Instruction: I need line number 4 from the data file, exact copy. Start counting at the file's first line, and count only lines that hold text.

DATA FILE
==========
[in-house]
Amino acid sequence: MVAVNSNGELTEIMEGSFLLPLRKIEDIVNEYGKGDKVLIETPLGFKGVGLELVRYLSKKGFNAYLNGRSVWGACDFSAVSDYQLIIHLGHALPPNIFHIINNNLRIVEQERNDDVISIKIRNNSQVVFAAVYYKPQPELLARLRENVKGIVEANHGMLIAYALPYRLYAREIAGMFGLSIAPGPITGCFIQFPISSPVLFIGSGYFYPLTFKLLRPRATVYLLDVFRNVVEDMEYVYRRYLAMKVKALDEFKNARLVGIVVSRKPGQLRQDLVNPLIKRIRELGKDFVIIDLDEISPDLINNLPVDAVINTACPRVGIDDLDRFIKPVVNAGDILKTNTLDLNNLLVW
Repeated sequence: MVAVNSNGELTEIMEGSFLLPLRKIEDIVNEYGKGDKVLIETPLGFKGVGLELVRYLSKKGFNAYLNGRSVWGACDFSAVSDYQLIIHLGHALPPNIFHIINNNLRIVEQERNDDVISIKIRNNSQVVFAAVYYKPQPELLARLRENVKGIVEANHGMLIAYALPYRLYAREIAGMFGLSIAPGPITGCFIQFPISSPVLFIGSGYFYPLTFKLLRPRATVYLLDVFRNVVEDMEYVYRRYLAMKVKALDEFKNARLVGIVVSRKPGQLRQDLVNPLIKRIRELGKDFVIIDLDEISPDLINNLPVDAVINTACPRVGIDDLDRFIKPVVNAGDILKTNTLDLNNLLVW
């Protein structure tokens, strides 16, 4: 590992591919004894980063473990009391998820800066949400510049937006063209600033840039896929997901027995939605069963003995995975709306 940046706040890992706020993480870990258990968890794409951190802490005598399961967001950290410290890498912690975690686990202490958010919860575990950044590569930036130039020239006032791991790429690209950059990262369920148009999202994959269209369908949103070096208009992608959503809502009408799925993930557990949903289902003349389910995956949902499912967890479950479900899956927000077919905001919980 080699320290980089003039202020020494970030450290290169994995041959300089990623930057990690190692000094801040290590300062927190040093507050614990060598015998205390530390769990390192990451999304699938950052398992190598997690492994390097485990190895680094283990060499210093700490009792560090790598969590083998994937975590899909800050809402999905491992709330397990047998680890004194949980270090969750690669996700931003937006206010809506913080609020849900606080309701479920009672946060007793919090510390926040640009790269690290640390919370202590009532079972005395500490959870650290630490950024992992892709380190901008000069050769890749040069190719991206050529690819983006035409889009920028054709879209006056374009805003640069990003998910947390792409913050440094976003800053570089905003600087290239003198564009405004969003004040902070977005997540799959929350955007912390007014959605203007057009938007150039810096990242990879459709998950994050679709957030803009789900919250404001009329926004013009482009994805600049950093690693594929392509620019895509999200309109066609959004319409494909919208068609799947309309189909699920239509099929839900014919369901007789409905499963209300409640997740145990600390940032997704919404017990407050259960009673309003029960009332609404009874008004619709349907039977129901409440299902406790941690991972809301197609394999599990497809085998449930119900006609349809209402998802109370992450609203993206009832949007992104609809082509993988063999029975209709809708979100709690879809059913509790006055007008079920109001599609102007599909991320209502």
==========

């Protein structure tokens, strides 16, 4: 590992591919004894980063473990009391998820800066949400510049937006063209600033840039896929997901027995939605069963003995995975709306 940046706040890992706020993480870990258990968890794409951190802490005598399961967001950290410290890498912690975690686990202490958010919860575990950044590569930036130039020239006032791991790429690209950059990262369920148009999202994959269209369908949103070096208009992608959503809502009408799925993930557990949903289902003349389910995956949902499912967890479950479900899956927000077919905001919980 080699320290980089003039202020020494970030450290290169994995041959300089990623930057990690190692000094801040290590300062927190040093507050614990060598015998205390530390769990390192990451999304699938950052398992190598997690492994390097485990190895680094283990060499210093700490009792560090790598969590083998994937975590899909800050809402999905491992709330397990047998680890004194949980270090969750690669996700931003937006206010809506913080609020849900606080309701479920009672946060007793919090510390926040640009790269690290640390919370202590009532079972005395500490959870650290630490950024992992892709380190901008000069050769890749040069190719991206050529690819983006035409889009920028054709879209006056374009805003640069990003998910947390792409913050440094976003800053570089905003600087290239003198564009405004969003004040902070977005997540799959929350955007912390007014959605203007057009938007150039810096990242990879459709998950994050679709957030803009789900919250404001009329926004013009482009994805600049950093690693594929392509620019895509999200309109066609959004319409494909919208068609799947309309189909699920239509099929839900014919369901007789409905499963209300409640997740145990600390940032997704919404017990407050259960009673309003029960009332609404009874008004619709349907039977129901409440299902406790941690991972809301197609394999599990497809085998449930119900006609349809209402998802109370992450609203993206009832949007992104609809082509993988063999029975209709809708979100709690879809059913509790006055007008079920109001599609102007599909991320209502």